I'm a generally tolerant person, but there are some things that really, really piss me off. And on this particular issue, I know I'm not alone. Not by a long shot.
The Yahoo Messenger team's habit of screwing with the protocol every once in a while is one of those things. As CNet Asia reports in Users fume over Yahoo-Trillian scuffle, they made a change last night the did quite an excellent job of pissing off anyone using a third party IM client, not just Trillian.
The media likes to frame it as a big guy vs. little guy story, but that's really not what it's about at all. From my point of view, it's about having your head buried in the sand so far that reality doesn't really enter the picture.
I haven't kept track of how many times the protocol has changed in the last few years. But what I have noticed is that the elapsed time between a protocol change and when the third party clients (Gaim, Trillian, etc) adapt is quite short. It's like fighting the Borg. They just keep adapting. The messenger group randomizes their shield harmonics, but it doesn't help for long.
But hey, it supposedly stops IM spam before it happens. (I haven't had a single IM spam in about 3 years and my Yahoo ID has been public all along. Maybe I'm the only one?)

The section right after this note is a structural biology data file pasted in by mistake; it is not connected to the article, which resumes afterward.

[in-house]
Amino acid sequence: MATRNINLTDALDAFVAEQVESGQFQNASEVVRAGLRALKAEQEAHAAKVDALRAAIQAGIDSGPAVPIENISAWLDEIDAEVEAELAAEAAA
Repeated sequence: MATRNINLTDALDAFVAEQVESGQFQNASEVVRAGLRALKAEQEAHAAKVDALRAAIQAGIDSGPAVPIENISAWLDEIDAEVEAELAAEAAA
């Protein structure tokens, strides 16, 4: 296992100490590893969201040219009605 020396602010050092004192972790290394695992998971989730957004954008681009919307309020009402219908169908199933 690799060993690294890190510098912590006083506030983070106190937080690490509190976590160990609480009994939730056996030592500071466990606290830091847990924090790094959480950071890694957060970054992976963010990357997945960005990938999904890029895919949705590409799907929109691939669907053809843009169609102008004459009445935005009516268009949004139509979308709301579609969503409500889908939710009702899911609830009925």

The more I think about how many of my friends get pissed off and end up cursing Yahoo's name, the more it bugs me. Often times they take it out on me, so I can't help but to notice.
Screwing with the messenger protocol...
- doesn't work. (Witness the rapid adaption of 3rd party clients.)
- is bad for soceity. (Because it cuts friends off from each other.)
- is bad for business. (Because it ends up giving users a good reason to hate Yahoo.)
- is bad for artists. (Okay, this one does not apply.)
- is a bad business move for Yahoo. (Because IM networks need to figure out how to interoperate not keep each other out. Isn't communication the whole point?! Or is it segregation?)
The simple fact is, and this goes for ALL the major IM networks, that some of the third party clients are simply better than those they offer (especially on non-Windows platforms). These clients speak to multiple networks and make users lives eaiser (imagine that!). They sport tabbed conversations and some users like that. They're scriptable and easy to extend. That means plugins and other cool toys.
But what do I know? I've only been using this technology with my friends every day for the last five years or so.
The only solution I can see for this involves Google. They came in and shook up the Web Mail "industry" (thereby enabling the Internet Hard Disk). They could launch a Google Messenger which is built upon an open standard and API. Knowing them, it'd be Jabber.
I think you can probably figure the rest out from there...
And, yes, I realize that I'm far from being the first person to suggest this.
Posted by jzawodn at June 24, 2004 10:20 PM